However you feel about Kickstarter, a fundraising strategy which relies on money from fans to fund projects not yet produced, there’s something inherently awkward about asking people for money for a costly project like a movie. Fans have been stoked about the possibility of a Veronica Mars movie for years, so when it was announced on March 12 that a movie would be made if producer Rob Thomas could raise two million dollars with Kickstarter, we were all stoked. But things have changed since the initial announcement.
The campaign was so wildly successful that the project was fully funded in one day, but the producers aren’t satisfied with the fans’ impressive monetary support. Making movies is really expensive (understatement), between paying for a quality script — although it helps that Rob is also the head writer of the show — actors, locations, and all the other costs associated with production, a lot of money is needed.
But... there’s such a thing as being greedy. What at first feels like a fun way to engage fans can quickly make contributors feel taken advantage of. Crowdsourcing has benefits way beyond fundraising, such as creating a sense of responsibility for contributors who can feel like “This wouldn’t have happened without me.” It can also feel like a burden, creating in would-be donors a feeling that a business is different than a person, and funding a business is ridiculous.
Most Kickstarter projects that we’ve been asked to participate in are small, couple-thou projects started by musician friends to help buy studio time. Although they, too, require money up front for products that don’t yet exist, the rewards are generally more in kind: donate $25 and get an LP and a handwritten thank you note; “give” $500 and get an LP, a CD, a house show, dinner, and possibly a first-born child.
The Veronica Mars Movie Kickstarter broke all records for the site, but it isn’t finished yet. Although it is currently at over $4.6 million (and counting), there is still a week left to raise money — and Rob Thomas is fully intent on using that money to fleece donors for more.
“We're at $4.5 million now,” Rob wrote in an email to donors on April 5, 2013. “That's a lot of money. But for a feature length movie, it's still a pretty conservative budget. Everything you've pledged beyond the initial $2 million gives us more options, and for that I'm eternally grateful. More backing means more locations, more sets, more actors, and most important of all, more shooting days.”
He continues, “The bottom line? That extra support will give us the freedom to make the best movie possible. That additional money could mean the difference between a movie that lasts 90 minutes, and one that lasts 110. It could also mean the difference between us shooting in Southern California, where the series was shot, and in a less expensive location somewhere else.”
So, a bunch more money means a longer movie? Not necessarily. “(To be clear, I can't make guarantees yet about how long the movie will be, or exactly where we will shoot, and the last thing I want is to make a promise I can't keep. But what I can promise is this: the more we end up with, the more freedom we'll have, and the better our movie will be. That's what this is about.),” his email reads.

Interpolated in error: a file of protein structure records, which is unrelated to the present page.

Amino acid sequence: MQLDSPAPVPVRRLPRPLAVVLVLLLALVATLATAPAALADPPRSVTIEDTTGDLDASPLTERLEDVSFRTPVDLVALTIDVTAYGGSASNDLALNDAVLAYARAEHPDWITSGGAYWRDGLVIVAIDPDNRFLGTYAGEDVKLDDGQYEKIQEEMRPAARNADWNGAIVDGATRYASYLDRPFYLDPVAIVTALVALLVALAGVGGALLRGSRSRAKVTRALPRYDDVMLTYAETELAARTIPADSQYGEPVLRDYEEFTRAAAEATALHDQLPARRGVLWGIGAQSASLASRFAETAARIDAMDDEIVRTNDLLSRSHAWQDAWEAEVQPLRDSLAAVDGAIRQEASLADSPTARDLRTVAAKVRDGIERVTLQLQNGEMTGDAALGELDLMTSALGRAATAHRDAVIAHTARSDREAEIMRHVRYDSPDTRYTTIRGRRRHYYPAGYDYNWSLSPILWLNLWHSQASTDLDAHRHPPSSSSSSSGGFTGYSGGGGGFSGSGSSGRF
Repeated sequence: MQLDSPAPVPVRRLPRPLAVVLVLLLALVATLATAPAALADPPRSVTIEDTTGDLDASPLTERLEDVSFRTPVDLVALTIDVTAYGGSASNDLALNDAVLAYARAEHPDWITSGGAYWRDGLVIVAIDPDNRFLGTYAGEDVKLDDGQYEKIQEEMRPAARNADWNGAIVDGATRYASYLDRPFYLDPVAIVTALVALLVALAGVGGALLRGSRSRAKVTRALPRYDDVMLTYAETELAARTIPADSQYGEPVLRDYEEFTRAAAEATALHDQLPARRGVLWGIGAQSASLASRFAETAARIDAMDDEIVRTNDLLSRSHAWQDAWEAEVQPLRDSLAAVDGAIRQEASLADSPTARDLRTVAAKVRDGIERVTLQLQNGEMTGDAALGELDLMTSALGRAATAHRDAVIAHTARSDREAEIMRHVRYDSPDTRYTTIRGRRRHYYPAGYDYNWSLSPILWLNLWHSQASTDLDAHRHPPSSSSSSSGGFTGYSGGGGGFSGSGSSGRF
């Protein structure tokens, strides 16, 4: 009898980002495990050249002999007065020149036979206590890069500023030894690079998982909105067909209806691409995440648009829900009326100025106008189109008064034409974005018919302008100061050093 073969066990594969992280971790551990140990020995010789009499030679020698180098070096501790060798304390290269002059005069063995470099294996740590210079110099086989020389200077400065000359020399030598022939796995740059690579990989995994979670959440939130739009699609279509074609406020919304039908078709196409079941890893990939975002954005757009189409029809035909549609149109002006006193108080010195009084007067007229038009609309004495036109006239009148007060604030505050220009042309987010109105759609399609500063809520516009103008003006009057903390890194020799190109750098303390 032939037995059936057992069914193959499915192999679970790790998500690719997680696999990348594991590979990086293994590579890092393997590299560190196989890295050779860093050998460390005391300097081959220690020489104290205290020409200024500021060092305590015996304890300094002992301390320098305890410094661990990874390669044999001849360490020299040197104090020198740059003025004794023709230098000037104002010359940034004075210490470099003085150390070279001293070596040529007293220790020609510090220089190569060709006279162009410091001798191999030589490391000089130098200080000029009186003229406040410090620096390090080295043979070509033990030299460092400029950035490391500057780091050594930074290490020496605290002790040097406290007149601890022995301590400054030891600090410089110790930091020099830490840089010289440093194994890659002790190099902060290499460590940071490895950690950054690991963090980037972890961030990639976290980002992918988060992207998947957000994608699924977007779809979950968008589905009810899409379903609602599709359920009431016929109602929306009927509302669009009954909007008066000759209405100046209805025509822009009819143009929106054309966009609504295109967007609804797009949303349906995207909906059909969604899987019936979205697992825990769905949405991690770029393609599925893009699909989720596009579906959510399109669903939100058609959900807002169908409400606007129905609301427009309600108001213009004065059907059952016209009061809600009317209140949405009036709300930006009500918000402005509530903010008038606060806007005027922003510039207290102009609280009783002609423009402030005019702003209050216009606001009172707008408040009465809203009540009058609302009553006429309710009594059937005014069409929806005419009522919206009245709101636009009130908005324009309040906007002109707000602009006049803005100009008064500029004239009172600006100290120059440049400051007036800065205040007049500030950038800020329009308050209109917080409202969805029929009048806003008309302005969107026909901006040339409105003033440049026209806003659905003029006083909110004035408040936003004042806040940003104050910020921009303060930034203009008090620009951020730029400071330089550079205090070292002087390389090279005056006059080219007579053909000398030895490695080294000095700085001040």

But before you get out your Logan Echolls-shaped piggy banks, let’s stop and think about this. It’s already been established that a Veronica Mars fanbase is still alive and well and thirsty for more — nearly 70,000 backers to date have “donated” their money to the project. The actors who have appeared on the show have gone on to star in much bigger projects, and star Kristen Bell has made bank over the last several years with huge comedies that raked in millions of dollars, while Ryan Hansen has become the love of our lives.
We would love to see a Veronica Mars movie, and can’t wait for it to come out in 2014. But there’s a point at which consumers should step back and look at the project and think about where their money is going. This is a business. It will make money. But not for you. The “prizes” being purchased are certainly not in-kind — for example, for $400, Rob Thomas and Kristen Bell will follow purchasers on Twitter. Um...
Are producers being a little bit greedy sending out messages appealing to fans’ inner panic that the movie might not get made without more money (or, at least, insinuating that a better movie requires a lot more)? In a recent interview with HitFix, Rob mentioned that a low-budget movie for Warner Brothers falls at about $30 million dollars. We get it: more money, more problems for Veronica to solve when she returns to Neptune High for her 10-year reunion.
But at what point does the studio need to step in to make up for the gap? It’s already been proven that people care and will see the movie. So, why should fans bear all the risk by funding a project with so little tangible return? People involved in making the movie are not powerless to create a great product with their own talents, nor do they have nothing to lose if the movie is subpar. Where should the responsibility really lie? Weigh in with your feelings below. We know at least 6,900 of you have some...
Source: Kickstarter, HitFix, Our HEARTS